Hospitals caught up in ransomware

Hey guys,

Crypto-ransomware attacks are out to get hospitals and healthcare networks as a result, the victims have suffered a great deal of disruption.  In hospitals, disruptions can have a much more dire impact than other organisations.

Many hospitals in the US have been infested by crypto-ransomware causing them to bring down systems.  Researchers at Cisco Talos Research discovered a new strain of crypo-ransomware that primarily focused on targets in the healthcare industry.

Recently the Columbian based MedStar Health reported that some systems at its hospitals in Baltimore were shut down due to a malware.

A spokesperson at MedStar said, “MedStar Health’s IT system was affected by a virus that prevents certain users from logging-in to our system. MedStar acted quickly with a decision to take down all system interfaces to prevent the virus from spreading throughout the organization. We are working with our IT and Cyber-security partners to fully assess and address the situation.” No further comments were given by MedStar.

Reportedly a ransom of $17,000 or more was paid by Methodist Hospital in Henderson, Kentucky to restore the hospital’s systems.

In California, two hospitals operated by Prime Healthcare Management, Inc. were forced to shut down systems due to ransomware which disrupted services at several of their other hospitals and at affiliate care providers. It also kept some of the company’s external service providers from accessing systems, and it took some of Prime’s voice-over-IP phone system offline. On March 18, this ransomware infection was first discovered. They presume that the ransomware involved was Locky, which was the same malware that hit Hollywood Presbyterian in February. A spokesperson for Prime asserted that the situation was taken care of without compromising patient safety or any other data and without paying ransom.

New vectors for infection

The ransomware attacks at the Methodist Hospital and Prime has come in via “phishing” e-mails. But Cisco Talos Research says that a number of healthcare providers have been infected recently through Web servers running JBoss.

A Talos researcher said, “This is really one of the first times we’ve seen ransomware spread by a network vulnerability…which is why when we saw all these JBoss alerts popping up that it caught our attention.”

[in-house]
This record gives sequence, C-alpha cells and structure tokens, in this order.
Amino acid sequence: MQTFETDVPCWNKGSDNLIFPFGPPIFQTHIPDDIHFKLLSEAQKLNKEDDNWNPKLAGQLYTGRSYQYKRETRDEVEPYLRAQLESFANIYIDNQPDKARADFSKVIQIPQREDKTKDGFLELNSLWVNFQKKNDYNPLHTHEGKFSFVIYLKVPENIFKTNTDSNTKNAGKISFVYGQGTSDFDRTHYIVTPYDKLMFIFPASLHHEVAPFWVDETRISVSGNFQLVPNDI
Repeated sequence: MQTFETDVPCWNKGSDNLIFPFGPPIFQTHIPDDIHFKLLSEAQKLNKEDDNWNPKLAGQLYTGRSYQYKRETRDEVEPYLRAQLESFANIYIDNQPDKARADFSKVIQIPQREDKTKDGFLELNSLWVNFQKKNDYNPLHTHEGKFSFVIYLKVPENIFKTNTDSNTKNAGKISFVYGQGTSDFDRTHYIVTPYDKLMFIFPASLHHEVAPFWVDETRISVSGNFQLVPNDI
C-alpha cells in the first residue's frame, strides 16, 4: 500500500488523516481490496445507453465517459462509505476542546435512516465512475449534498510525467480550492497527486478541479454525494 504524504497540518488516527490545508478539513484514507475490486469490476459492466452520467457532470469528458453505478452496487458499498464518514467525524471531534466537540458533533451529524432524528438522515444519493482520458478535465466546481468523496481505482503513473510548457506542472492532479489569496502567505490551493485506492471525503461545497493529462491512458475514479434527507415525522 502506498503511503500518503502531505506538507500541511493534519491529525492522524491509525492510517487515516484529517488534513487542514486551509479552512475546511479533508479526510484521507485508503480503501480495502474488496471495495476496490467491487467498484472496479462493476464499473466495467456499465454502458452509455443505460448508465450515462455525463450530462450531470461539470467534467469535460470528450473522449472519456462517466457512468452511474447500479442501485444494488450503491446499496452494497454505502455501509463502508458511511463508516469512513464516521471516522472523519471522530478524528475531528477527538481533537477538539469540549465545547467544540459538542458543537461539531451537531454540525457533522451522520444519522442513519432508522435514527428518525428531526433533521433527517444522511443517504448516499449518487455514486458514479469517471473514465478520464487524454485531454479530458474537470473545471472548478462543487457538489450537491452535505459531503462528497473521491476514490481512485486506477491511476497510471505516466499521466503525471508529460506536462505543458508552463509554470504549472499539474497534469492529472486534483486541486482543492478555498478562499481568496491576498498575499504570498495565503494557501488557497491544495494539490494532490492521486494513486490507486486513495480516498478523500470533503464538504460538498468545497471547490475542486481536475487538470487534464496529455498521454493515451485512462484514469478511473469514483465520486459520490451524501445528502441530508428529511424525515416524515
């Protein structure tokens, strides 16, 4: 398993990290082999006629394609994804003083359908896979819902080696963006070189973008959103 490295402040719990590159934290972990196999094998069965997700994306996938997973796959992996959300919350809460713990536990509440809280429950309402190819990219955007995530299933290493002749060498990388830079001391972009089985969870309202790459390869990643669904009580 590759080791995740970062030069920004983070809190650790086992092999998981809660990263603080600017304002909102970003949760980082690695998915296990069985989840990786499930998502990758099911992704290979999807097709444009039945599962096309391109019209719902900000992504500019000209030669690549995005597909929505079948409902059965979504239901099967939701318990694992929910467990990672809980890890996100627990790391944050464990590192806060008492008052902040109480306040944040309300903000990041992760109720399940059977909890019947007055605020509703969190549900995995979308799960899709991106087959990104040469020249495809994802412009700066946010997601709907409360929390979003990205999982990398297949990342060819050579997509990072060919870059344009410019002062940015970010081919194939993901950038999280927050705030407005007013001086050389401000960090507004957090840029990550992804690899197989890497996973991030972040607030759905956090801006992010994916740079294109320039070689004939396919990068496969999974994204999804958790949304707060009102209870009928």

The malware, called “Samsam” by Talos, uses old, very public exploits right out of JexBoss—an open source vulnerability testing tool for JBoss. Once the malware has a foothold on the server, it spreads to Windows machines on the same network.

“I wouldn’t be surprised if this [malware approach] was extended toward WordPress and other content management systems…This is really just the natural progression of ransomware,” he added.

It’s not that attackers are specifically targeting healthcare but when ransomware developer simply scanned for vulnerable servers on the Internet, most of the ones that were discovered were at healthcare organizations.

Researchers explained “A lot of people in the healthcare industry—they set up websites in a kind of fire and forget fashion…They hire an IT guy, they get the billing system set up, hook it up to the website and then they never touch it again. That’s the perfect environment for this type of malware to thrive in because it’s not maintained. They have no full-time security staff and few if any fulltime administrators. As a result, the software just goes unpatched.”

Alex Rice, chief technology officer and co-founder of vulnerability disclosure portal provider said, “The reality is that almost every company that is transitioning into becoming an IT company, and every industry that is transitioning into [using more networked information technology], are really unprepared and ill-equipped to deal with the cyber challenges facing them.”

Healthcare organizations and medical device manufacturers don’t perform penetration testing or other regular risk assessments of their systems with any regularity, Rice noted.

Rice further explained that, some healthcare companies have set up private disclosure programs with HackerOne, so that security issues can be uncovered. Medical device manufacturers are being pushed by the FDA to patch long-neglected software. But the healthcare industry requires a significant change in approach, because these ransomware are focused on denying access rather than stealing patient data.


Source: Akati

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